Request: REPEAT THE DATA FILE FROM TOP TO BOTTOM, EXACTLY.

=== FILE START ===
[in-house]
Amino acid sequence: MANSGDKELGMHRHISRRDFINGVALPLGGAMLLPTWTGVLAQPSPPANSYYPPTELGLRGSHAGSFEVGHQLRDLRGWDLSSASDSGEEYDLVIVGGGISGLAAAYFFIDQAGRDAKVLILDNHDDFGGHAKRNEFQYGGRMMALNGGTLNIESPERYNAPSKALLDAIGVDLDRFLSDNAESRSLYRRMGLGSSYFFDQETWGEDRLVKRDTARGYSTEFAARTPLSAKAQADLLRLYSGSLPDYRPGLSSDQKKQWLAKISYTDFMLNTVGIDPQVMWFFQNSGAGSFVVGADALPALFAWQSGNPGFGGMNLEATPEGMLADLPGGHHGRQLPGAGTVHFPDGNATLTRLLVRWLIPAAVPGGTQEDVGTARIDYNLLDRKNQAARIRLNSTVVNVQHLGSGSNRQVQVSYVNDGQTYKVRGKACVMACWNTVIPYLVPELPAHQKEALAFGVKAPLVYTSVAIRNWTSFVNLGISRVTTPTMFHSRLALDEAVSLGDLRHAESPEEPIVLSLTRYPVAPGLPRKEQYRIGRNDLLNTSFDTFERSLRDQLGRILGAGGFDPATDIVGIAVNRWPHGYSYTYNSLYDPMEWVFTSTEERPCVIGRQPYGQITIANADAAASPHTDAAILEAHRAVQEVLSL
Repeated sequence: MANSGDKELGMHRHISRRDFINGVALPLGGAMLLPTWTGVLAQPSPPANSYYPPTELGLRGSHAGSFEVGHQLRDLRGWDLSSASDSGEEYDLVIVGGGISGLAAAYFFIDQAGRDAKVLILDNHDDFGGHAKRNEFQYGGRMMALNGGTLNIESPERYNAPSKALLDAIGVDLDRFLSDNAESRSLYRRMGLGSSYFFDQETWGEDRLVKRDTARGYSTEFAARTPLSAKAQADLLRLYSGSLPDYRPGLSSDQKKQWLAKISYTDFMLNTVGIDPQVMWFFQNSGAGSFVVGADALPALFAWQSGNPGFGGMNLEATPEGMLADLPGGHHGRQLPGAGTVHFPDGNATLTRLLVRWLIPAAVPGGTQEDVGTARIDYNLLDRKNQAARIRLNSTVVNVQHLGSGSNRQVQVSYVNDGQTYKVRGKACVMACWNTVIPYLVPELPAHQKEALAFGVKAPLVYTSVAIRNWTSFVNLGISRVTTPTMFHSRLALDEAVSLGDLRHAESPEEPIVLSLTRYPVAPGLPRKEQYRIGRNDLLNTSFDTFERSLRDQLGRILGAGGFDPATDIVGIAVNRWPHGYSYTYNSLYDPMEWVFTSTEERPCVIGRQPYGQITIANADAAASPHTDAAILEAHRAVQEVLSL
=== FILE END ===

[in-house]
Amino acid sequence: MANSGDKELGMHRHISRRDFINGVALPLGGAMLLPTWTGVLAQPSPPANSYYPPTELGLRGSHAGSFEVGHQLRDLRGWDLSSASDSGEEYDLVIVGGGISGLAAAYFFIDQAGRDAKVLILDNHDDFGGHAKRNEFQYGGRMMALNGGTLNIESPERYNAPSKALLDAIGVDLDRFLSDNAESRSLYRRMGLGSSYFFDQETWGEDRLVKRDTARGYSTEFAARTPLSAKAQADLLRLYSGSLPDYRPGLSSDQKKQWLAKISYTDFMLNTVGIDPQVMWFFQNSGAGSFVVGADALPALFAWQSGNPGFGGMNLEATPEGMLADLPGGHHGRQLPGAGTVHFPDGNATLTRLLVRWLIPAAVPGGTQEDVGTARIDYNLLDRKNQAARIRLNSTVVNVQHLGSGSNRQVQVSYVNDGQTYKVRGKACVMACWNTVIPYLVPELPAHQKEALAFGVKAPLVYTSVAIRNWTSFVNLGISRVTTPTMFHSRLALDEAVSLGDLRHAESPEEPIVLSLTRYPVAPGLPRKEQYRIGRNDLLNTSFDTFERSLRDQLGRILGAGGFDPATDIVGIAVNRWPHGYSYTYNSLYDPMEWVFTSTEERPCVIGRQPYGQITIANADAAASPHTDAAILEAHRAVQEVLSL
Repeated sequence: MANSGDKELGMHRHISRRDFINGVALPLGGAMLLPTWTGVLAQPSPPANSYYPPTELGLRGSHAGSFEVGHQLRDLRGWDLSSASDSGEEYDLVIVGGGISGLAAAYFFIDQAGRDAKVLILDNHDDFGGHAKRNEFQYGGRMMALNGGTLNIESPERYNAPSKALLDAIGVDLDRFLSDNAESRSLYRRMGLGSSYFFDQETWGEDRLVKRDTARGYSTEFAARTPLSAKAQADLLRLYSGSLPDYRPGLSSDQKKQWLAKISYTDFMLNTVGIDPQVMWFFQNSGAGSFVVGADALPALFAWQSGNPGFGGMNLEATPEGMLADLPGGHHGRQLPGAGTVHFPDGNATLTRLLVRWLIPAAVPGGTQEDVGTARIDYNLLDRKNQAARIRLNSTVVNVQHLGSGSNRQVQVSYVNDGQTYKVRGKACVMACWNTVIPYLVPELPAHQKEALAFGVKAPLVYTSVAIRNWTSFVNLGISRVTTPTMFHSRLALDEAVSLGDLRHAESPEEPIVLSLTRYPVAPGLPRKEQYRIGRNDLLNTSFDTFERSLRDQLGRILGAGGFDPATDIVGIAVNRWPHGYSYTYNSLYDPMEWVFTSTEERPCVIGRQPYGQITIANADAAASPHTDAAILEAHRAVQEVLSL